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GeForce GTX 650 Ti vs Radeon HD 7870

Intro

The GeForce GTX 650 Ti makes use of a 28 nm design. nVidia has set the core frequency at 928 MHz. The GDDR5 RAM runs at a frequency of 1350 MHz on this specific model. It features 768 SPUs along with 64 TAUs and 16 Rasterization Operator Units.

Compare those specifications to the Radeon HD 7870, which comes with GPU core speed of 1000 MHz, and 2048 MB of GDDR5 memory running at 1200 MHz through a 256-bit bus. It also features 1280 SPUs, 80 Texture Address Units, and 32 ROPs.

(No game benchmarks for this combination yet.)

Power Usage and Theoretical Benchmarks

Power Consumption (Max TDP)

GeForce GTX 650 Ti 110 Watts
Radeon HD 7870 175 Watts
Difference: 65 Watts (59%)

Memory Bandwidth

In theory, the Radeon HD 7870 should be 78% faster than the GeForce GTX 650 Ti overall, due to its higher bandwidth. (explain)

Radeon HD 7870 153600 MB/sec
GeForce GTX 650 Ti 86400 MB/sec
Difference: 67200 (78%)

Texel Rate

The Radeon HD 7870 is much (approximately 35%) better at AF than the GeForce GTX 650 Ti. (explain)

Radeon HD 7870 80000 Mtexels/sec
GeForce GTX 650 Ti 59392 Mtexels/sec
Difference: 20608 (35%)

Pixel Rate

The Radeon HD 7870 is much (more or less 116%) better at AA than the GeForce GTX 650 Ti, and should be capable of handling higher resolutions while still performing well. (explain)

Radeon HD 7870 32000 Mpixels/sec
GeForce GTX 650 Ti 14848 Mpixels/sec
Difference: 17152 (116%)

Please note that the above 'benchmarks' are all just theoretical - the results were calculated based on the card's specifications, and real-world performance may (and probably will) vary at least a bit.

Price Comparison

GeForce GTX 650 Ti

Amazon.com

Radeon HD 7870

Amazon.com

Please note that the price comparisons are based on search keywords - sometimes it might show cards with very similar names that are not exactly the same as the one chosen in the comparison. We do try to filter out the wrong results as best we can, though.

Specifications

Model GeForce GTX 650 Ti Radeon HD 7870
Manufacturer nVidia AMD
Year October 2012 March 2012
Code Name GK106 Pitcairn XT
Fab Process 28 nm 28 nm
Bus PCIe 3.0 x16 PCIe 3.0 x16
Memory 1024 MB 2048 MB
Core Speed 928 MHz 1000 MHz
Shader Speed 928 MHz (N/A) MHz
Memory Speed 1350 MHz (5400 MHz effective) 1200 MHz (4800 MHz effective)
Unified Shaders 768 1280
Texture Mapping Units 64 80
Render Output Units 16 32
Bus Type GDDR5 GDDR5
Bus Width 128-bit 256-bit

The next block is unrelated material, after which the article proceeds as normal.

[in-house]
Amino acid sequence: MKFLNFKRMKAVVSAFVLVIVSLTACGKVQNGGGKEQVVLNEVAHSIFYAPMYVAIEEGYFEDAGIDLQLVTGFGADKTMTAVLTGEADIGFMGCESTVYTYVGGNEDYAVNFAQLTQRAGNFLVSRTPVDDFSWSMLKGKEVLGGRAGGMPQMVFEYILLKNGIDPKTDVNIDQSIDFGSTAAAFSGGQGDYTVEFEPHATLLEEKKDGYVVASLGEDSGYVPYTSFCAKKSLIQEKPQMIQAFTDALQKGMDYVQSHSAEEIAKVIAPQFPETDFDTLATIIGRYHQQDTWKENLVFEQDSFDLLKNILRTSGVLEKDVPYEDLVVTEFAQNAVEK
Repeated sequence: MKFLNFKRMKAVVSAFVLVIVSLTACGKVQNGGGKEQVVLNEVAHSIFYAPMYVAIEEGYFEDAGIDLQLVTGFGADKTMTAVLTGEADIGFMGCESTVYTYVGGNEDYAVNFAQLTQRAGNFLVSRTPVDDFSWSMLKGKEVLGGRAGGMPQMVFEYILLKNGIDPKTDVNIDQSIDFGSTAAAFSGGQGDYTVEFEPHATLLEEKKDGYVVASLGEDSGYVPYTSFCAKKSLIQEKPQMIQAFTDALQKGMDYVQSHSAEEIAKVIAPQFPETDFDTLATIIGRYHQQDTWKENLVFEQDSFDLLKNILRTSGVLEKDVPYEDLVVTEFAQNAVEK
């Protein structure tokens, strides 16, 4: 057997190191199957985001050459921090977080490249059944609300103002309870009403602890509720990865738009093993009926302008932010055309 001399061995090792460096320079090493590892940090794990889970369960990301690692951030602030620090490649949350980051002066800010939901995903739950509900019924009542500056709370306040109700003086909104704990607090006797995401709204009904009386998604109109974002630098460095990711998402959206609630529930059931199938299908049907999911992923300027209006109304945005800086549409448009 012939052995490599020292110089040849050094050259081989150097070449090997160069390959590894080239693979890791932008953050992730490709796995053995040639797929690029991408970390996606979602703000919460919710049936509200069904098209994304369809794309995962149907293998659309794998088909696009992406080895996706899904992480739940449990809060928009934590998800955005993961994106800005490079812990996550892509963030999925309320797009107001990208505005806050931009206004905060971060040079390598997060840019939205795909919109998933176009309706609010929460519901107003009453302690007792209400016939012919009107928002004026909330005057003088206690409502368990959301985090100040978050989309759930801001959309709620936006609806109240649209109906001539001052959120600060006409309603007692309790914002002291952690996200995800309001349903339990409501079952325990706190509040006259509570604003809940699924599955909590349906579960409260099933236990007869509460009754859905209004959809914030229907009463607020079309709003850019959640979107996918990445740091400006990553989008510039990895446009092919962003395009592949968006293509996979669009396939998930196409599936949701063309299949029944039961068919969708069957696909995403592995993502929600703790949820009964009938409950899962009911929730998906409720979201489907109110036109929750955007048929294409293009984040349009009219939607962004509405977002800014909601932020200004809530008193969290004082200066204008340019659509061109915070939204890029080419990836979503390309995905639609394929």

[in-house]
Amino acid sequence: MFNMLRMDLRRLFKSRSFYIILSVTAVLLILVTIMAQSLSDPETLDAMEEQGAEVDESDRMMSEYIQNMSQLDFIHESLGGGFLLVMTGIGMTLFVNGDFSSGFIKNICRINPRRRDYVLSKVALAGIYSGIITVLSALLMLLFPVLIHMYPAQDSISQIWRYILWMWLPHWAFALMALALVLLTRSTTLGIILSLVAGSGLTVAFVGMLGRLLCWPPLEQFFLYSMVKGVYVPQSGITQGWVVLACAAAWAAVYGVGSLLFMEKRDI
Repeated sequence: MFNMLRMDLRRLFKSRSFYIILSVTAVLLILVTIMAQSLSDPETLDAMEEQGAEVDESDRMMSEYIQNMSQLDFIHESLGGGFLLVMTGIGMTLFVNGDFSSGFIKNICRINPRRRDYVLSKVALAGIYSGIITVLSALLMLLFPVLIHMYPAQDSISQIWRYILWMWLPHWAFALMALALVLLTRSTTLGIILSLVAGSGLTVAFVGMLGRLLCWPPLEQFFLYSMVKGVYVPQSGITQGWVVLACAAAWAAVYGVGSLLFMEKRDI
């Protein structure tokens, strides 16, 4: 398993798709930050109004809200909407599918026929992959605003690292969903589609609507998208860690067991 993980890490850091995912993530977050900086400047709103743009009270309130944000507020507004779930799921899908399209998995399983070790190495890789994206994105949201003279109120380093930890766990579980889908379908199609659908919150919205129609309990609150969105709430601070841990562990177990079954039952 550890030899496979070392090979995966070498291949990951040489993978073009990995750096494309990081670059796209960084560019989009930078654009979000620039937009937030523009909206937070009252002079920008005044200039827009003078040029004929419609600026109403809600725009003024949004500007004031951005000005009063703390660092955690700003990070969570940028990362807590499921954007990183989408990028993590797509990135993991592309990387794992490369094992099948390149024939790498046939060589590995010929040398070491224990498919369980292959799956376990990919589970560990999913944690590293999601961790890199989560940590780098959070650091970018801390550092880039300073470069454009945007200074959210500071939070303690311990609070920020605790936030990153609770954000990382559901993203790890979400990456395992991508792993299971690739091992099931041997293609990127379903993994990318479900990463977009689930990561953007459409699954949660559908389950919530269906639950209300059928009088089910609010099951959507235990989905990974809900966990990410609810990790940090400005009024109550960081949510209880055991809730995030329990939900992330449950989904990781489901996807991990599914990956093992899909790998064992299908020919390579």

DirectX Version DirectX 11.0 DirectX 11.1
OpenGL Version OpenGL 4.3 OpenGL 4.2
Power (Max TDP) 110 watts 175 watts
Shader Model 5.0 5.0
Bandwidth 86400 MB/sec 153600 MB/sec
Texel Rate 59392 Mtexels/sec 80000 Mtexels/sec
Pixel Rate 14848 Mpixels/sec 32000 Mpixels/sec

Memory Bandwidth: Memory bandwidth is the largest amount of data (counted in megabytes per second) that can be moved past the external memory interface in one second. It is calculated by multiplying the card's bus width by its memory clock speed. If the card has DDR RAM, it must be multiplied by 2 again. If DDR5, multiply by 4 instead. The higher the card's memory bandwidth, the faster the card will be in general. It especially helps with AA, HDR and high resolutions.

Texel Rate: Texel rate is the maximum number of texture map elements (texels) that can be applied per second. This number is worked out by multiplying the total amount of texture units of the card by the core clock speed of the chip. The higher this number, the better the video card will be at handling texture filtering (anisotropic filtering - AF). It is measured in millions of texels applied in one second.

Pixel Rate: Pixel rate is the most pixels the video card can possibly record to its local memory in a second - measured in millions of pixels per second. The number is calculated by multiplying the number of Render Output Units by the the card's clock speed. ROPs (Raster Operations Pipelines - also sometimes called Render Output Units) are responsible for outputting the pixels (image) to the screen. The actual pixel fill rate is also dependant on quite a few other factors, most notably the memory bandwidth - the lower the bandwidth is, the lower the potential to get to the maximum fill rate.

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